Expand the Startup Visa Act (Opinion) For real economic impact, the legislation must broaden the pool of eligible entrepreneurs.

By Scott Shane

entrepreneur daily

Opinions expressed by Entrepreneur contributors are their own.

Guest op-ed contributor Scott Shane is a professor of entrepreneurial studies at Case Western Reserve University. He writes about entrepreneurship and innovation management, among other things.

The Startup Visa Act, introduced in the U.S. Senate earlier this year by Sen. John Kerry (D., Mass.) and Richard Lugar (R., Indiana), would "allow an immigrant entrepreneur to receive a two-year visa if he or she can show that a qualified U.S. investor is willing to invest in the immigrant's startup venture." Some oppose the legislation, now winding its way through committee, arguing that it gives investors too much power or could be open to abuse. Those problems are readily fixed. The real problem with the legislation is that it won't significantly spur job creation or increase GDP.

The Startup Visa Act has a basic, solid premise: If entrepreneurs can establish their businesses in Seattle and Boston instead of Shanghai and Bangalore, they will generate U.S. jobs and U.S. economic growth. Unfortunately, the Act is too narrowly written to accomplish much.

Because its sponsors were more worried about getting political agreement than about having economic impact, they limited visa eligibility to a small group of people. To qualify for the new startup EB-6 visa, would-be entrepreneurs residing outside the U.S. must get a $100,000 investment from an accredited super angel (defined as an American citizen who made two $50,000 or larger equity investments in young companies in each of the prior three years), venture capitalist or government entity.

Prospective entrepreneurs with an H-1B visa or U.S. graduate degree in a science, technology or engineering field also would be eligible; they must earn at least $30,000, have assets of at least $60,000, and obtain $20,000 from one of those three types of investors. Finally, existing entrepreneurs abroad would be eligible if their business generates U.S. sales of at least $100,000 a year.

These narrow qualifications mean that very few visas would be given out. The Act also limits the number of the EB-6 visas by not authorizing new ones, but instead reallocating a portion of the EB-5 visas that foreigners can receive if they invest at least $1 million in the U.S. and create at least 10 jobs. In 2009, 5,799 of the 9,940 authorized EB-5 visas were never used, suggesting that the Act would provide startup visas to about 5,800 entrepreneurs. That's a drop in the bucket in a country with over a million new permanent residents every year.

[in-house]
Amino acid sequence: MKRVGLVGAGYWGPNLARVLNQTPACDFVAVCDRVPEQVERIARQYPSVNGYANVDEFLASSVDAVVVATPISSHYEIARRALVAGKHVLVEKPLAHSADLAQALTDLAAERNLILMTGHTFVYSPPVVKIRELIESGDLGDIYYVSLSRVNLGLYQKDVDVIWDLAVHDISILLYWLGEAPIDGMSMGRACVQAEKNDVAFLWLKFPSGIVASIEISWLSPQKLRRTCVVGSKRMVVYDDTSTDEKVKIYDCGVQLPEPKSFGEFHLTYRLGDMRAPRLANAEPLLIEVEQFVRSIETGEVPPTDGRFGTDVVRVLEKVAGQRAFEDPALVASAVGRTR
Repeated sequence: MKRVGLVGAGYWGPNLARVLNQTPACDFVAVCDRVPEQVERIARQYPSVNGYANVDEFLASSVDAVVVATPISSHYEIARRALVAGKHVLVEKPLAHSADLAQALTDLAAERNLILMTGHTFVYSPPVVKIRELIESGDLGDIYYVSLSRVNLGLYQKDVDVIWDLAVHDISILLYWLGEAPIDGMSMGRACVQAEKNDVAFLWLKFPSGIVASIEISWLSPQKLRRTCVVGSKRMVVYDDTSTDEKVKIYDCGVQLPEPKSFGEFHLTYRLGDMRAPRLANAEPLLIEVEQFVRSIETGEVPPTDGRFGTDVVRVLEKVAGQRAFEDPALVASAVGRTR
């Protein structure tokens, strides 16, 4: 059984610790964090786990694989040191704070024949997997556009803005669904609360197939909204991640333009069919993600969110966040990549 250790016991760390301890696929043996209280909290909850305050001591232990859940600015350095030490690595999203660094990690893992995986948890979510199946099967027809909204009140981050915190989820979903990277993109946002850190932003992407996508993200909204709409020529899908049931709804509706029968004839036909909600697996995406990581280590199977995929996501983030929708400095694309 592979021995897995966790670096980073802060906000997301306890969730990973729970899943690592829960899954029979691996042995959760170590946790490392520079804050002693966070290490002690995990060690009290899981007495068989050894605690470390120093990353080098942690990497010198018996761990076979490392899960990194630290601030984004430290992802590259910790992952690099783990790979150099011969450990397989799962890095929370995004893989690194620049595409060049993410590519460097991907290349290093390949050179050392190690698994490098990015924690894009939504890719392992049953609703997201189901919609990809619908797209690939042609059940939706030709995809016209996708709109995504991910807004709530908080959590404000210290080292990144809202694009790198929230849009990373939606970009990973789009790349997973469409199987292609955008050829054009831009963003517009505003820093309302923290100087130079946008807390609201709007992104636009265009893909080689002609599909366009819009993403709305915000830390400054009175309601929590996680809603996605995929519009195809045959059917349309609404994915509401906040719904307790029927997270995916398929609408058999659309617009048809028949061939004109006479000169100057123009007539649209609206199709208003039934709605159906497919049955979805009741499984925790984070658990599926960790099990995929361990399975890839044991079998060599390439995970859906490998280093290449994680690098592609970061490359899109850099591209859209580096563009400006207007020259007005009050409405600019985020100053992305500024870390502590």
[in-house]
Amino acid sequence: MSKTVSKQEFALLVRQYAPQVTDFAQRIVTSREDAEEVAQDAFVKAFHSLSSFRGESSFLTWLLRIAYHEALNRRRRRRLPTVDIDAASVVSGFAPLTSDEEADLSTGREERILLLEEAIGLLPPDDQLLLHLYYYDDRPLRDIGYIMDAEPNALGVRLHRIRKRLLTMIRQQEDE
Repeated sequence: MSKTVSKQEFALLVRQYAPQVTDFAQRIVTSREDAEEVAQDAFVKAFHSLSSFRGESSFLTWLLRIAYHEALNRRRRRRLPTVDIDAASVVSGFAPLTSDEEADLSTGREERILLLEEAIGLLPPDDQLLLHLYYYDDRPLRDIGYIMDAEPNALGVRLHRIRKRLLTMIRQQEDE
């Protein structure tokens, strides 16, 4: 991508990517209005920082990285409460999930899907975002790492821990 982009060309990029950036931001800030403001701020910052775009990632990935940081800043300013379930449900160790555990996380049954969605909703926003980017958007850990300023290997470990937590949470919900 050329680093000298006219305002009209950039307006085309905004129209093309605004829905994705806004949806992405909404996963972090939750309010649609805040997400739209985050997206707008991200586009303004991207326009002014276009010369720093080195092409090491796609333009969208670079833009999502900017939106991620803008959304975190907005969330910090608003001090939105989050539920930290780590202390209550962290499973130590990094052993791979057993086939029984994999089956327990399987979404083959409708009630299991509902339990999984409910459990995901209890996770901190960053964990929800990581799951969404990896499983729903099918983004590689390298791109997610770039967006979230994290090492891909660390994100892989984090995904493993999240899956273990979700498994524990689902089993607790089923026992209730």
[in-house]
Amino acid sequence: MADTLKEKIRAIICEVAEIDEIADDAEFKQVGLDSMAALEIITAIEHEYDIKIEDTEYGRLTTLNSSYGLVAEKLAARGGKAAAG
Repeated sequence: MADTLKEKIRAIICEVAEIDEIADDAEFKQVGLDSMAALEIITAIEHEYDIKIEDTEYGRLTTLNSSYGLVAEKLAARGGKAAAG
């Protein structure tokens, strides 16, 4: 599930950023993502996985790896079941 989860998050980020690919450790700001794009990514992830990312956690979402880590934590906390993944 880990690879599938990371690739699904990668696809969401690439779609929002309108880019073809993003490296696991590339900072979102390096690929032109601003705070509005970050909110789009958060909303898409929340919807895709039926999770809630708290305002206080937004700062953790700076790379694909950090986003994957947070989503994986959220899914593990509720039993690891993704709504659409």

I strongly doubt that even 5,800 visas would be claimed. Very few new entrepreneurs could secure the required investment from venture capitalists, super angels or government entities. The National Venture Capital Association reports that 1,001 companies received venture capital funding for the first time in 2010. Because super angels are savvy investors, virtually all of them co-invest with venture capitalists. That fact suggests that only slightly more than 1,000 companies receive the kind of funding each year that would be needed for a startup visa.

What's more, most of those companies are not founded by immigrants. Vivek Wadhwa estimates that one quarter of technology and engineering companies started in the U.S. between 1995 and 2005 had an immigrant founder. Therefore, of the roughly 1,000 businesses with venture capital every year, it's likely that as few as 250 are founded by immigrants. Some of those immigrants would not even need the new EB-6 visa because they already have a green card.

It's true that entrepreneurs who already have companies elsewhere but want to relocate to the U.S. wouldn't need to raise money to get a visa. But that provision will do little to help foreign scientists and engineers trained in the U.S. start their companies here. If we make the entrepreneurs go home and create $100,000 in U.S. sales before we give them a visa, then we will lose most of them. Once people start a business in one country, it is very hard to get them to relocate it.

If Senators Kerry and Lugar really want to pass legislation that helps keep immigrant entrepreneurs in the U.S., they should amend the Act in two ways. First, they should allow entrepreneurs to obtain funding from anyone, not just venture capitalists, super angels and government entities. Second, they shouldn't limit the number of visas to a portion of the existing EB-5 visa allotment, but instead, should create a new—and larger—pool of EB-6 visas.

Senators, the marketplace doesn't work like your world. Taking a little from each side to get buy-in works well in politics; in economics, it merely washes out the effect you are hoping for and leaves you with little or nothing.

Scott Shane

Professor at Case Western Reserve University

Scott Shane is the A. Malachi Mixon III professor of entrepreneurial studies at Case Western Reserve University. His books include Illusions of Entrepreneurship: The Costly Myths That Entrepreneurs, Investors, and Policy Makers Live by (Yale University Press, 2008) and Finding Fertile Ground: Identifying Extraordinary Opportunities for New Businesses (Pearson Prentice Hall, 2005).

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